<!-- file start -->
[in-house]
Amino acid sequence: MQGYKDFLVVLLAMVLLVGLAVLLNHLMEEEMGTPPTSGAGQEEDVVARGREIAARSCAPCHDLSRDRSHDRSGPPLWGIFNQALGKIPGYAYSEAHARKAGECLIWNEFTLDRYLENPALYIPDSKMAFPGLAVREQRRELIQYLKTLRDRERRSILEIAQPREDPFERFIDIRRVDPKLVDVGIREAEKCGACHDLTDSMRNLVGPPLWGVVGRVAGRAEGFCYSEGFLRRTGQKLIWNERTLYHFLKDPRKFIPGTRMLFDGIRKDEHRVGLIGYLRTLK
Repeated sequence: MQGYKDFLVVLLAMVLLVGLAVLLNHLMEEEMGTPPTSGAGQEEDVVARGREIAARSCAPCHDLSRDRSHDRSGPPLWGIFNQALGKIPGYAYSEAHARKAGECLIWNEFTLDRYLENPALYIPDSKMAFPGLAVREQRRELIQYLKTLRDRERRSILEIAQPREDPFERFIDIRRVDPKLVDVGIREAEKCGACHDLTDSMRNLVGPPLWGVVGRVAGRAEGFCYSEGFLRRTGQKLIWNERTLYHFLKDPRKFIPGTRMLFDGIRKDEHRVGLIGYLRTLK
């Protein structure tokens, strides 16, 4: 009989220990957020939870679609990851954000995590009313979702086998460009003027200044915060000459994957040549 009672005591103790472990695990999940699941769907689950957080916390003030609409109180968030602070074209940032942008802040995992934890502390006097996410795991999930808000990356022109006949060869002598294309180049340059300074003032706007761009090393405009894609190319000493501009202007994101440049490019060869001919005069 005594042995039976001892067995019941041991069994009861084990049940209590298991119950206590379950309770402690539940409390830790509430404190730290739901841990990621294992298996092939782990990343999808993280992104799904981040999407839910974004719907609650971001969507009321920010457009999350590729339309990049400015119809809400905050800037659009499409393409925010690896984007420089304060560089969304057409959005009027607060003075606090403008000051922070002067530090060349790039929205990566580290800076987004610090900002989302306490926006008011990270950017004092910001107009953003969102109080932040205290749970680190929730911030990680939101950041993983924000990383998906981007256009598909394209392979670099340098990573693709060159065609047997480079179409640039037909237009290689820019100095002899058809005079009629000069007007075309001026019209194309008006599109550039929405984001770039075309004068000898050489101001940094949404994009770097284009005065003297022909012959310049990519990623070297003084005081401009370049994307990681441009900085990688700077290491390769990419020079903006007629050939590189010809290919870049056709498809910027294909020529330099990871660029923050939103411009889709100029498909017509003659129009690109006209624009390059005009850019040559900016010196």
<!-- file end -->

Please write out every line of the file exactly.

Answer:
[in-house]
Amino acid sequence: MQGYKDFLVVLLAMVLLVGLAVLLNHLMEEEMGTPPTSGAGQEEDVVARGREIAARSCAPCHDLSRDRSHDRSGPPLWGIFNQALGKIPGYAYSEAHARKAGECLIWNEFTLDRYLENPALYIPDSKMAFPGLAVREQRRELIQYLKTLRDRERRSILEIAQPREDPFERFIDIRRVDPKLVDVGIREAEKCGACHDLTDSMRNLVGPPLWGVVGRVAGRAEGFCYSEGFLRRTGQKLIWNERTLYHFLKDPRKFIPGTRMLFDGIRKDEHRVGLIGYLRTLK
Repeated sequence: MQGYKDFLVVLLAMVLLVGLAVLLNHLMEEEMGTPPTSGAGQEEDVVARGREIAARSCAPCHDLSRDRSHDRSGPPLWGIFNQALGKIPGYAYSEAHARKAGECLIWNEFTLDRYLENPALYIPDSKMAFPGLAVREQRRELIQYLKTLRDRERRSILEIAQPREDPFERFIDIRRVDPKLVDVGIREAEKCGACHDLTDSMRNLVGPPLWGVVGRVAGRAEGFCYSEGFLRRTGQKLIWNERTLYHFLKDPRKFIPGTRMLFDGIRKDEHRVGLIGYLRTLK
């Protein structure tokens, strides 16, 4: 009989220990957020939870679609990851954000995590009313979702086998460009003027200044915060000459994957040549 009672005591103790472990695990999940699941769907689950957080916390003030609409109180968030602070074209940032942008802040995992934890502390006097996410795991999930808000990356022109006949060869002598294309180049340059300074003032706007761009090393405009894609190319000493501009202007994101440049490019060869001919005069 005594042995039976001892067995019941041991069994009861084990049940209590298991119950206590379950309770402690539940409390830790509430404190730290739901841990990621294992298996092939782990990343999808993280992104799904981040999407839910974004719907609650971001969507009321920010457009999350590729339309990049400015119809809400905050800037659009499409393409925010690896984007420089304060560089969304057409959005009027607060003075606090403008000051922070002067530090060349790039929205990566580290800076987004610090900002989302306490926006008011990270950017004092910001107009953003969102109080932040205290749970680190929730911030990680939101950041993983924000990383998906981007256009598909394209392979670099340098990573693709060159065609047997480079179409640039037909237009290689820019100095002899058809005079009629000069007007075309001026019209194309008006599109550039929405984001770039075309004068000898050489101001940094949404994009770097284009005065003297022909012959310049990519990623070297003084005081401009370049994307990681441009900085990688700077290491390769990419020079903006007629050939590189010809290919870049056709498809910027294909020529330099990871660029923050939103411009889709100029498909017509003659129009690109006209624009390059005009850019040559900016010196």